Establish separate management system for each railway construction
Establish effective risk control mechanism
Establish effective decision-making and responsibility system

Project classification
Railway construction projects can be classified into public service obligations (PSOs), general transport, and commercial transport markets.
Non-profitable PSOs for regional development, national defence, etc., are decided by government policy, so they should be funded directly by the government or through low-interest government credits, etc.
General transport means services with both social and economic benefits, so the government should be the main investor with a supplementary role played by the private sector. In this case, all the investors, both government and private, should share the benefits. At the same time, the government can provide preferential treatment such as low-interest loans and subsidies, which will help to attract private-sector investment.
Commercial transport markets in developed regions can be left to market forces, because they offer good potential profits, and can easily attract private investors.

Reform of fares and tariffs
Except for local lines and joint-venture operations, Chinese national railways has had a single fare and tariff system since 1954. The average tariff is 0.0756 yuan/tonne-km, including a 0.0330 yuan/tonne-km surcharge for the railway construction fund. Joint-venture operations had different price structures for newly constructed lines, because their construction costs were different from the past. For example, the Lan–Xin Line adopted a ‘new-line-new-tariff’ system that was 2.5 times higher than the national average. In February 1999, other national lines adjusted their tariffs to reflect the difference. For this reason, at present, there is no line using this ‘new-line-new tariff’ system.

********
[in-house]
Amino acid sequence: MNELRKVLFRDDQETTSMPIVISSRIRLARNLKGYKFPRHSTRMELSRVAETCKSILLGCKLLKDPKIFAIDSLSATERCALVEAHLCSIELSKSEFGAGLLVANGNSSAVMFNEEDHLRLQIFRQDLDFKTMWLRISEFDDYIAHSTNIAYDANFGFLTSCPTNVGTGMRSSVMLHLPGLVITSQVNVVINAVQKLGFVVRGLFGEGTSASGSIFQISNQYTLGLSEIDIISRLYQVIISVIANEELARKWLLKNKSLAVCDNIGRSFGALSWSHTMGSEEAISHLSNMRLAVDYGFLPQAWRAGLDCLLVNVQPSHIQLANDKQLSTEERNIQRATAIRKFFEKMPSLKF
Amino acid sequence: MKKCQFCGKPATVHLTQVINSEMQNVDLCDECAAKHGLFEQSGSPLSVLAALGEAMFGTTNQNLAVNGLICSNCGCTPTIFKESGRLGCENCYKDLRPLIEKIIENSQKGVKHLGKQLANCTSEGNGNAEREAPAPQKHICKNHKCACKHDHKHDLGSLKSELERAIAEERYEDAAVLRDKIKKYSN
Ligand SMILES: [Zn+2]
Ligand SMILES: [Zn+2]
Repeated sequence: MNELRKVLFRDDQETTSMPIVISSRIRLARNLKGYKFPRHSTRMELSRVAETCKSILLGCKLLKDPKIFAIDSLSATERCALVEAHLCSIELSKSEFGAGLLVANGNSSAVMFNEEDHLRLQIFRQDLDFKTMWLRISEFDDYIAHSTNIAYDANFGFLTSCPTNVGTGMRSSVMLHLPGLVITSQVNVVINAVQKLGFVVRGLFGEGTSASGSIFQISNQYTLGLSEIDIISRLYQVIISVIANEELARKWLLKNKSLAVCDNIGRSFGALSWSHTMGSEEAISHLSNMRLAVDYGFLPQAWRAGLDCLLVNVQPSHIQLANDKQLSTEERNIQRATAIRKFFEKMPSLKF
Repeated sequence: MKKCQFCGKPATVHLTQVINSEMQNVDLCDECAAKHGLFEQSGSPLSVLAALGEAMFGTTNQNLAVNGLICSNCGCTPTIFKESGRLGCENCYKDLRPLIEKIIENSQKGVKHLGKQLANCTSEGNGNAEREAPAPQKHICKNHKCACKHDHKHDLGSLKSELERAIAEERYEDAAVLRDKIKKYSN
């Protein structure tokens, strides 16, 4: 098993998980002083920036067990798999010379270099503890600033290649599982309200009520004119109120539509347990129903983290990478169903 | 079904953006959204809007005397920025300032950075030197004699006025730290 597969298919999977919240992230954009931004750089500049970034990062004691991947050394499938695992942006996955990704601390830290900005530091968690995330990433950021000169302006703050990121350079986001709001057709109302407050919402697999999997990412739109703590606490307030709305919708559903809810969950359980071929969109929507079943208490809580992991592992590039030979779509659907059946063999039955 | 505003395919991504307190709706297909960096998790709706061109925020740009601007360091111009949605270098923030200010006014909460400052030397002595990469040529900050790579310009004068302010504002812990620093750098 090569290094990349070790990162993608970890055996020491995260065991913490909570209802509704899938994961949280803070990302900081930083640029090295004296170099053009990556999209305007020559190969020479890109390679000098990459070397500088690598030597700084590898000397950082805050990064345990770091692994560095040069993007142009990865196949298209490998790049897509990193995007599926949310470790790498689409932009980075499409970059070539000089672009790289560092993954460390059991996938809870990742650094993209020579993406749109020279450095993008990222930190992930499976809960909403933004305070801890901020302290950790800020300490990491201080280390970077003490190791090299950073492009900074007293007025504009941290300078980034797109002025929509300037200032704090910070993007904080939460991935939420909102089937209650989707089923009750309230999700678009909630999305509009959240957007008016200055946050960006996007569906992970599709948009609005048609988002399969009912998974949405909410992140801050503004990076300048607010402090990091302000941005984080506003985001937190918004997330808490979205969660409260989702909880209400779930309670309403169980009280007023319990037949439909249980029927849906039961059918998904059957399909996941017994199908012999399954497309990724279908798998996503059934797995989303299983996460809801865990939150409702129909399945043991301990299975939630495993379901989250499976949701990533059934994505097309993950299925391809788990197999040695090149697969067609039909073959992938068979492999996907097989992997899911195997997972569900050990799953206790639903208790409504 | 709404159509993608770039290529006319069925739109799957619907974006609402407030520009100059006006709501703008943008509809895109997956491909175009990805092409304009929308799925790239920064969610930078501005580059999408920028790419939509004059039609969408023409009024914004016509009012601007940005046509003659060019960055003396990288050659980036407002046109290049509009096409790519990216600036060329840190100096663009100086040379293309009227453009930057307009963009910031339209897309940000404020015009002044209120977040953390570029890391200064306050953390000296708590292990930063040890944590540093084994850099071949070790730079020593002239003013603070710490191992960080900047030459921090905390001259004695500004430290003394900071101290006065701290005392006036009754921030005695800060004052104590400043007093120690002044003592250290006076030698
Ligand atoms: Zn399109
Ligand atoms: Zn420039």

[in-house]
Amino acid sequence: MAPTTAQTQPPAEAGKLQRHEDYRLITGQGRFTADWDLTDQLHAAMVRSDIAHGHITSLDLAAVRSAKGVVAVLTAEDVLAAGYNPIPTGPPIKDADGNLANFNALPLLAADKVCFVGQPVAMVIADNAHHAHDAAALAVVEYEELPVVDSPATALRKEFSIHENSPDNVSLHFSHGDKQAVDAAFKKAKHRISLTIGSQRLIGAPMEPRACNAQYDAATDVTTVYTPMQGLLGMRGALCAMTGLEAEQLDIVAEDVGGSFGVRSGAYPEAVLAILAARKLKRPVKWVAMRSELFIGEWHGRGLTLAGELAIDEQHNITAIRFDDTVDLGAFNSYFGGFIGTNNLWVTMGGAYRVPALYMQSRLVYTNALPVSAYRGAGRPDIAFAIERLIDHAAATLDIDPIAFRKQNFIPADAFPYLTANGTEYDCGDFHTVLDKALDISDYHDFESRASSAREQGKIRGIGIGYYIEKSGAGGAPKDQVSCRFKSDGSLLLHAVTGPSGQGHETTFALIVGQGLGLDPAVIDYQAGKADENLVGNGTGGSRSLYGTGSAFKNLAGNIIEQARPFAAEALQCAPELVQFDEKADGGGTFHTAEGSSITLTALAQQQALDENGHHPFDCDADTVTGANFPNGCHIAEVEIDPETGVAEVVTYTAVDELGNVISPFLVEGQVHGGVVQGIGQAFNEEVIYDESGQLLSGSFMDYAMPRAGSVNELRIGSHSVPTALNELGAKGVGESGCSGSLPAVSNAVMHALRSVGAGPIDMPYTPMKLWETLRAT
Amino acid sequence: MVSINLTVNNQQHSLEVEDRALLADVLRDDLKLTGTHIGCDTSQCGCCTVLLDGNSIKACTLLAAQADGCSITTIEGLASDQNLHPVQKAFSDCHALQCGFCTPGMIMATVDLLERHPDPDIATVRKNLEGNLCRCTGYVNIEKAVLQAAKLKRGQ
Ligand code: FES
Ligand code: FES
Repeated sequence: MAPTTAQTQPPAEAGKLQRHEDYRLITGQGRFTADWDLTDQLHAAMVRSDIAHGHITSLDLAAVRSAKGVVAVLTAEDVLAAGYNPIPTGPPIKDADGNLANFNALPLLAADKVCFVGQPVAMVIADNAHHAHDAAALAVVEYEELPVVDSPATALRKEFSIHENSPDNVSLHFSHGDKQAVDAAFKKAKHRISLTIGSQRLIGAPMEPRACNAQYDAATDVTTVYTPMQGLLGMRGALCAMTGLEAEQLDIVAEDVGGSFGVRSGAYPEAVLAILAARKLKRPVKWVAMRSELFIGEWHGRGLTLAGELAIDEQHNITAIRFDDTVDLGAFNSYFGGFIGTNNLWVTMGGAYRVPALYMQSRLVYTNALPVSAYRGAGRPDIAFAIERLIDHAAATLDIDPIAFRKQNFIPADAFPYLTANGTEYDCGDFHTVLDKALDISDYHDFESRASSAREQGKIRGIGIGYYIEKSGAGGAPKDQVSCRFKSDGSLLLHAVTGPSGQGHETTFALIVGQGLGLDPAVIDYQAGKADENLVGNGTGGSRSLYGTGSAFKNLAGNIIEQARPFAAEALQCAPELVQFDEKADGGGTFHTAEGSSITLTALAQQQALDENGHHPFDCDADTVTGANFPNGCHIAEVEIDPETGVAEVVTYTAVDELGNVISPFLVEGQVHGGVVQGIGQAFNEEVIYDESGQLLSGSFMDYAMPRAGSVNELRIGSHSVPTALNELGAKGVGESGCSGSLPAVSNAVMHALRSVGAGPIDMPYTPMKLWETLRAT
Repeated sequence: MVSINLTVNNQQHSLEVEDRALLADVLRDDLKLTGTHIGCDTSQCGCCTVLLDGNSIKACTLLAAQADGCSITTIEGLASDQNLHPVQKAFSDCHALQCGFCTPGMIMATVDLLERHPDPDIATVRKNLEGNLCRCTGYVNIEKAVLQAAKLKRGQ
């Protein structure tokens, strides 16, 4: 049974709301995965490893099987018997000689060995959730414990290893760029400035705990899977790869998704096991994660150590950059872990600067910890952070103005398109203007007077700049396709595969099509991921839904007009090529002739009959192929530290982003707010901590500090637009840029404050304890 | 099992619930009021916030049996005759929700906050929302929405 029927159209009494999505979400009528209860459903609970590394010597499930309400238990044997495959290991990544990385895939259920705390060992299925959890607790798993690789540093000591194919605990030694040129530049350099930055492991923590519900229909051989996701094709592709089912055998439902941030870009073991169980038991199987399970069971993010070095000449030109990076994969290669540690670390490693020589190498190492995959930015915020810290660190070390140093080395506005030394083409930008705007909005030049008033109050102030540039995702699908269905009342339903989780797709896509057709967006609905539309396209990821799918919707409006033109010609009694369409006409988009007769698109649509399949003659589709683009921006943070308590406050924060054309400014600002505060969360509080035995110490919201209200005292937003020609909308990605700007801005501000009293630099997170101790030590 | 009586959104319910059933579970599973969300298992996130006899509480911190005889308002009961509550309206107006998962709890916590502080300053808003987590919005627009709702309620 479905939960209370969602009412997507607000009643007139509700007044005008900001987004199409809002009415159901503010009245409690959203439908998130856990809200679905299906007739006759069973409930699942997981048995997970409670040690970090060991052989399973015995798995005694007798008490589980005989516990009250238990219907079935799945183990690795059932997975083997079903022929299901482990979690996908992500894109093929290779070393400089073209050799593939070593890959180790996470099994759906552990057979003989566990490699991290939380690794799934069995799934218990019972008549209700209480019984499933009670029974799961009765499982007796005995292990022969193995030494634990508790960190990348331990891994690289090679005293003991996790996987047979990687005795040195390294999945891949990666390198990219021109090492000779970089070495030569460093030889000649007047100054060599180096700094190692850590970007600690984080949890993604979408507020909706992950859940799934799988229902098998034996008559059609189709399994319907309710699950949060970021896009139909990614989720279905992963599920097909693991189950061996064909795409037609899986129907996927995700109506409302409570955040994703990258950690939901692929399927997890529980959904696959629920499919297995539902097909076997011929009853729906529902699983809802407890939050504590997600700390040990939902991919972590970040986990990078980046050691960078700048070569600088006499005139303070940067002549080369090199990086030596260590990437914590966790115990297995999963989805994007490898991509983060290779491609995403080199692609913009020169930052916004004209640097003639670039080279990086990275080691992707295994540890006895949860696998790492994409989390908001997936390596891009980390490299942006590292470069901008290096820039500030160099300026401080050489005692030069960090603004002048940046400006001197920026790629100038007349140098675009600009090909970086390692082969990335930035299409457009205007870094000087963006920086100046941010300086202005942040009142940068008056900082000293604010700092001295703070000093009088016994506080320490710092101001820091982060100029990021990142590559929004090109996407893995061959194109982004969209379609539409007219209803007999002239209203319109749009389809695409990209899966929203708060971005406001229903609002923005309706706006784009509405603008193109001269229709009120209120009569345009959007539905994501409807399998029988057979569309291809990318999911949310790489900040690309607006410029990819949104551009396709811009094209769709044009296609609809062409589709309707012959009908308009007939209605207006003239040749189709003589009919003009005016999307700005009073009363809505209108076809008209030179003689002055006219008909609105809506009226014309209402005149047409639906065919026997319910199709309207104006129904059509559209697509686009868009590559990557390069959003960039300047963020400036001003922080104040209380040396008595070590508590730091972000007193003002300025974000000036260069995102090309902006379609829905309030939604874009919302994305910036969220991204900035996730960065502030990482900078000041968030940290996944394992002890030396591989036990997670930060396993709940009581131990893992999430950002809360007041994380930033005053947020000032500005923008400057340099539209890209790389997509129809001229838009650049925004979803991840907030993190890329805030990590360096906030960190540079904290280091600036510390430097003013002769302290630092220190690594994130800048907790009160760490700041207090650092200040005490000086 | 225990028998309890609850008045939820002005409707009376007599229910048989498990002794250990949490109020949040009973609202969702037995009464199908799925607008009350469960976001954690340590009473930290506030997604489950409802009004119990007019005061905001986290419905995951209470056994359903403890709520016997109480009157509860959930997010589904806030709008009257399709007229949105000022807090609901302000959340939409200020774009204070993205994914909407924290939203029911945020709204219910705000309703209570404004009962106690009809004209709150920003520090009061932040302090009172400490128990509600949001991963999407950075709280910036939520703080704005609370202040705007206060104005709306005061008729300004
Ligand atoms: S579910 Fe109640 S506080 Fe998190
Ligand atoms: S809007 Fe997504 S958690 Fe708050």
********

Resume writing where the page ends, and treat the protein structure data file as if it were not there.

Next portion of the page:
However, the huge differences in regional development across China create completely different traffic levels and costs on different lines. Therefore, some lines will never break even when operated under a single fare and tariff structure, making fare and tariff reform an urgent necessity.
The core concept is to allow railways to determine fares and tariffs themselves based on the following policy:
Freedom to set fares and tariffs on newly constructed lines
Freedom to set higher fares and tariffs for better services
Freedom to offer seasonal and regional discounts
Freedom to negotiate fare and tariff discounts with customers depending on goods and delivery requirements
This policy will allow the railways to respond to the market mechanism.

Photo: New passenger station at Tianjin
Photo: Chinese railways largest freight yard on the Beijing–Kowloon Line


If Chinese national railways continues their development based on recent progress and future reforms, early in the next century, it seems set to become a world leader not only in terms of passenger and freight traffic levels, but also in terms of technology, rolling stock, infrastructure, profits, and national development goals.

Guo Lin
Mr Guo Lin is President of the China Railway Society and the Engineering Societies Federation. He held various senior management posts in Chinese railways, including Director General of the Beijing Railway Bureau. He was Deputy Minister of Railways before retiring in 1998.
Guo Jianhua
Mr Guo Jianhua is a doctoral student in the Traffic and Transportation School of the Northern Jiaotong University in Beijing.